Daniela Schiller, Icahn School of Medicine at Mount Sinai
Emotional control and flexibility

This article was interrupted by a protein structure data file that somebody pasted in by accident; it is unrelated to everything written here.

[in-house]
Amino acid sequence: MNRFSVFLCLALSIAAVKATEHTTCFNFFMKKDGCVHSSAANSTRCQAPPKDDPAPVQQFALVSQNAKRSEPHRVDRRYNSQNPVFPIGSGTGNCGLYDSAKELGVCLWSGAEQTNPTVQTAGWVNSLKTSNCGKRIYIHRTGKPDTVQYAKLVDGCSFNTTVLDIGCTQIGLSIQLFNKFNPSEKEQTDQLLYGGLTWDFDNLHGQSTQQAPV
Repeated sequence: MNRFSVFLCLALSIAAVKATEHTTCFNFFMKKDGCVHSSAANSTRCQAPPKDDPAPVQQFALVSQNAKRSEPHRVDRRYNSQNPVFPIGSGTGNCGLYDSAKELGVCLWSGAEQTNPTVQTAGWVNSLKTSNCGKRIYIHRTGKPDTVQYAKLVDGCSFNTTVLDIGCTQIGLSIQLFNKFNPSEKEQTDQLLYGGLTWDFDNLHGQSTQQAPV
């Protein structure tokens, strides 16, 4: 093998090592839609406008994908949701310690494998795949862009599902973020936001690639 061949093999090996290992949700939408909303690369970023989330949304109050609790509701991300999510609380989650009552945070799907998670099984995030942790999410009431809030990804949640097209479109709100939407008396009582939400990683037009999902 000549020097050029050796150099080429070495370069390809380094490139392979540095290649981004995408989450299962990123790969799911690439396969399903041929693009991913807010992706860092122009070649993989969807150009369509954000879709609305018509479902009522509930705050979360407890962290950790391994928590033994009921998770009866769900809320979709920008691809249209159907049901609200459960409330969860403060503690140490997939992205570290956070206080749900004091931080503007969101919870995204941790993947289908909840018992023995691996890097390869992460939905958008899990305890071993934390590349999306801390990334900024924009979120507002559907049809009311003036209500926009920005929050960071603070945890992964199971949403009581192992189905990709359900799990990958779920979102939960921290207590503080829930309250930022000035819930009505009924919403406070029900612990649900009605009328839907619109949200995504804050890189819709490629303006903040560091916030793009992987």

A novel line of research is challenging the black box of human cognition: the thoughts and imaginings invoked by external cues and preceding actions. One way of confronting this challenge is by using real-time fMRI to gauge internal processes such as imagery. Using this technique, we have demonstrated that external motivational cues interact with neural substrates of motor imagery, which in turn stimulate motor regions that produce actions. We have also shown that imagination could be utilized to attenuate neural and bodily threat expression. Using machine learning we assessed the impact of imagined extinction on the neural threat signature, and found it equally effective as real extinction, similarly utilizing the ventromedial prefrontal cortex as a central hub. Another approach identifies navigational computations in abstract mental space. The talk will describe evidence suggesting that the hippocampus and related regions are not only involved in spatial navigation but also in abstract navigation: the mapping of interactions onto affective dimensions of power and affiliation. Altogether, these studies provide a crucial link between laboratory models of affective processing and real-life naturalistic affective experience. The above studies are examples from a broader line of research mapping the affective landscape, including stimulus-response associations, mental actions, and cognitive mapping. Our ultimate goal is to understand how the human brain orchestrates affective processes in order to confer the right amount of emotional flexibility, evading the rigidity or volatility often observed in affective disorders.